Abstract: In everyday life, speech communication takes place in less-than-ideal conditions. The major concern for the successful delivery of target information is speech intelligibility. In Section I of this talk, state-of-the-art speech intelligibility enhancement algorithms are introduced. As opposed to traditional speech enhancement techniques which focus on processing the noise-corrupted speech, This type of algorithms operate on the clean speech signal and alter it before the signal undergoes potential noise contamination during transmission. Instead of increasing speech intensity, these algorithms largely shift energy from other areas of the speech to the regions which are considered to be important for speech perception in noise, leading to the existing energy being reallocated across the time and frequency domain. Extensive validation using perceptual listening experiments in adverse listening conditions demonstrates that human listeners are able to understand speech signals modified by some intelligibility enhancement algorithms significantly better than both ordinary unmodified speech and even naturally-adapted speech (i.e. Lombard speech), which is produced by human talkers when speaking in noise. In Section II, the talk moves on to the computational modelling of speech intelligibility in noise. The current issues of modern objective intelligibility models (OIMs) are raised, followed by the theories, mechanisms and development of glimpse-based intelligibility metrics, which are intended to improve the predictive accuracy of OIM for algorithmically-modified speech and synthetic speech. The talk further explains how monaural OIMs can be extended to deal with more realistic situations where binaural listening is engaged. By comparing the model predictions to listener keyword recognition rates from three listening experiments, it is demonstrated that the binaural version of a glimpsed-based OIM is able to provide reasonable intelligibility estimations in a series of noise conditions and different room acoustics. The talk further exemplifies how contemporary machine learning techniques, e.g. neural networks and deep learning, can be used to solve some practical problems that traditional methods fall short of tackling. Finally, two demonstrations are presented to show practical applications of OIMs, e.g. intelligibility control and maintenance in audio production and in non-ideal listening conditions. In the final section, future work and possible research directions are envisaged in light of the achievements of research in intelligibility enhancement and modelling, focusing on computational modelling of informational masking in speech perception, perceptually-inspired signal processing, as well as ecological evaluation of model and algorithm development.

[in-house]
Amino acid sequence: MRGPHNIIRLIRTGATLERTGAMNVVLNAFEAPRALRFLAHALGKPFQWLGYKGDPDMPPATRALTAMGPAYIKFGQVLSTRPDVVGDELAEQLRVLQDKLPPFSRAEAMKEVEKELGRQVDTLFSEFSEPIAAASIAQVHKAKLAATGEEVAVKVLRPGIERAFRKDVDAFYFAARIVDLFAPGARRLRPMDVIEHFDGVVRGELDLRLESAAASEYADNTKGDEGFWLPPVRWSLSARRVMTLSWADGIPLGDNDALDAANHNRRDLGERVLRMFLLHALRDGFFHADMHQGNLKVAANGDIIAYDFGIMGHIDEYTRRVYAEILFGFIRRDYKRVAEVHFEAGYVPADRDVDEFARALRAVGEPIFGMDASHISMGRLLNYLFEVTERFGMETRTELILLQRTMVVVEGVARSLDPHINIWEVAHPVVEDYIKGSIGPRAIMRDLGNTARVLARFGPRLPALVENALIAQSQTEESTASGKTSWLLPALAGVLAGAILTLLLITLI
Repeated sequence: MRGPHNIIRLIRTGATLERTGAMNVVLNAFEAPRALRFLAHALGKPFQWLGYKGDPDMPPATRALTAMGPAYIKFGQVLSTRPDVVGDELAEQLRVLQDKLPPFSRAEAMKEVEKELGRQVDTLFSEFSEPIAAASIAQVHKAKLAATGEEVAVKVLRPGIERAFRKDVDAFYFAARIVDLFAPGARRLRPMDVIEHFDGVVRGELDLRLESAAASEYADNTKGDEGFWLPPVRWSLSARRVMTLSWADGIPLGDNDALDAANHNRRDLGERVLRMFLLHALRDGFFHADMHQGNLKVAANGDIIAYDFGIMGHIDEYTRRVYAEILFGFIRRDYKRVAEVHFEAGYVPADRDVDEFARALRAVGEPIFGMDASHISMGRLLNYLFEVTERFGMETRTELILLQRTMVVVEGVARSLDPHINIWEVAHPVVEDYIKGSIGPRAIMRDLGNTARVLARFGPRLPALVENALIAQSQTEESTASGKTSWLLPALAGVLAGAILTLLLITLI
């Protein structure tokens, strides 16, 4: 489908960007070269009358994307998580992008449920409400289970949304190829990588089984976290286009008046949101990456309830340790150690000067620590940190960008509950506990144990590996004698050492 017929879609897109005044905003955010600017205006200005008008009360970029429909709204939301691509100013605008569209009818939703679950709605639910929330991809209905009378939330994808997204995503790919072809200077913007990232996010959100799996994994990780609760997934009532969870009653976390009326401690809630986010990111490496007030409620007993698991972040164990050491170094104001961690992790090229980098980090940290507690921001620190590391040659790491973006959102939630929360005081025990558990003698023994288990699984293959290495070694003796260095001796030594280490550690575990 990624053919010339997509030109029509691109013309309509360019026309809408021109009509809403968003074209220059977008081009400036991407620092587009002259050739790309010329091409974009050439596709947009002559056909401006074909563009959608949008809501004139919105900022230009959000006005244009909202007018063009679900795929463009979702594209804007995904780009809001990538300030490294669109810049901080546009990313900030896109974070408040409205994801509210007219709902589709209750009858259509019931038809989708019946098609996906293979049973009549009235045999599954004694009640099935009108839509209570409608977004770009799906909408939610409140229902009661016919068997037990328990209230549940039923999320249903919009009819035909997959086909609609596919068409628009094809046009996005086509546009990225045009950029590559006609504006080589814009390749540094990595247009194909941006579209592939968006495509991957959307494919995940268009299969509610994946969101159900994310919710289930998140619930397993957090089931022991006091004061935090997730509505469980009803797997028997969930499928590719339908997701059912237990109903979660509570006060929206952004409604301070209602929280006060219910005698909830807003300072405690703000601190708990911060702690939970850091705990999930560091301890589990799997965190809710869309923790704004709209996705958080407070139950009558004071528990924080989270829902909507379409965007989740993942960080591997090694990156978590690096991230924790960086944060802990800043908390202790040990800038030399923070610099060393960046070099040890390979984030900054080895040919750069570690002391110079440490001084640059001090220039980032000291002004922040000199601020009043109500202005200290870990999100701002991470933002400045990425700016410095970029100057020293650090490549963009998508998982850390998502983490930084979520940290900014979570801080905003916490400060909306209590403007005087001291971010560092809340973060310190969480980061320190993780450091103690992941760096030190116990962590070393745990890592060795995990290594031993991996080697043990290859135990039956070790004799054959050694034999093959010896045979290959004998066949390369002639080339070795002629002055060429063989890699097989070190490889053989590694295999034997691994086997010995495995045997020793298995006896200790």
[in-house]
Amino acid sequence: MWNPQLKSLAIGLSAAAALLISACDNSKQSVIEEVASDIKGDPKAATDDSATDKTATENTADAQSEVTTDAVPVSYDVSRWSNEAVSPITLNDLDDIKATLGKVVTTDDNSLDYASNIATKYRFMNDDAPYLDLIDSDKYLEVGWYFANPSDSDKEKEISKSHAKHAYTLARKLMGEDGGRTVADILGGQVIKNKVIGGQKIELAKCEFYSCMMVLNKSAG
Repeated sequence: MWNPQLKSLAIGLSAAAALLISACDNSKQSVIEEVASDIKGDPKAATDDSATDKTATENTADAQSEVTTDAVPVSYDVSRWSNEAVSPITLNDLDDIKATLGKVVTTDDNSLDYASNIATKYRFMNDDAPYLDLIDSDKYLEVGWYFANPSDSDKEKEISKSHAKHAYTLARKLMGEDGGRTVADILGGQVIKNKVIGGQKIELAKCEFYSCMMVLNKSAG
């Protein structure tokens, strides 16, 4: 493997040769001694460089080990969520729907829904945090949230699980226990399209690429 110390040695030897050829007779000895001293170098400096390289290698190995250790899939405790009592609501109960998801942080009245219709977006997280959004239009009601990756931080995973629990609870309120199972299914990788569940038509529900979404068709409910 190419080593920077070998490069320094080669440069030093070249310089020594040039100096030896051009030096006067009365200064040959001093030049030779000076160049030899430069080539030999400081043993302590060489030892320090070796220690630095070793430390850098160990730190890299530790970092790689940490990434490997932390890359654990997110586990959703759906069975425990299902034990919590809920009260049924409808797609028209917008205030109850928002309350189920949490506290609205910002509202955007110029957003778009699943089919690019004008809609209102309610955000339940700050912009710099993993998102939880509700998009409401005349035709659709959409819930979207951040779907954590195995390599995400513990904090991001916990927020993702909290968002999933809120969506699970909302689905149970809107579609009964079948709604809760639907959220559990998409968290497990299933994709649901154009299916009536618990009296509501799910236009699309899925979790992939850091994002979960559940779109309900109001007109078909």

Bio: Yan Tang is currently a Research Fellow at the Acoustics Research Centre at the University of Salford, UK since 2014. He completed his PhD in Applied Linguistics with Sobresaliente Cum Laude at Universidad del País Vasco, Spain in 2014, focusing on computational speech and hearing. He also received a master's degree in Software Systems and Internet Technology with Distinction at the University of Sheffield, UK in 2008. Prior to that, he worked on environmental chemistry and obtained a master's degree in Environmental Science with Excellent Graduate Honour from Sichuan University, China in 2007, and his first degree in Environmental Engineering from Chengdu University of Technology, China in 2004. His current research topics lie in computational modelling of speech perception in noise, context-sensitive speech intelligibility enhancement and perceptually-motivated signal processing. His research interest also include psychoacoustics, speech production in noise, source separation, robust automatic speech recognition and machine learning.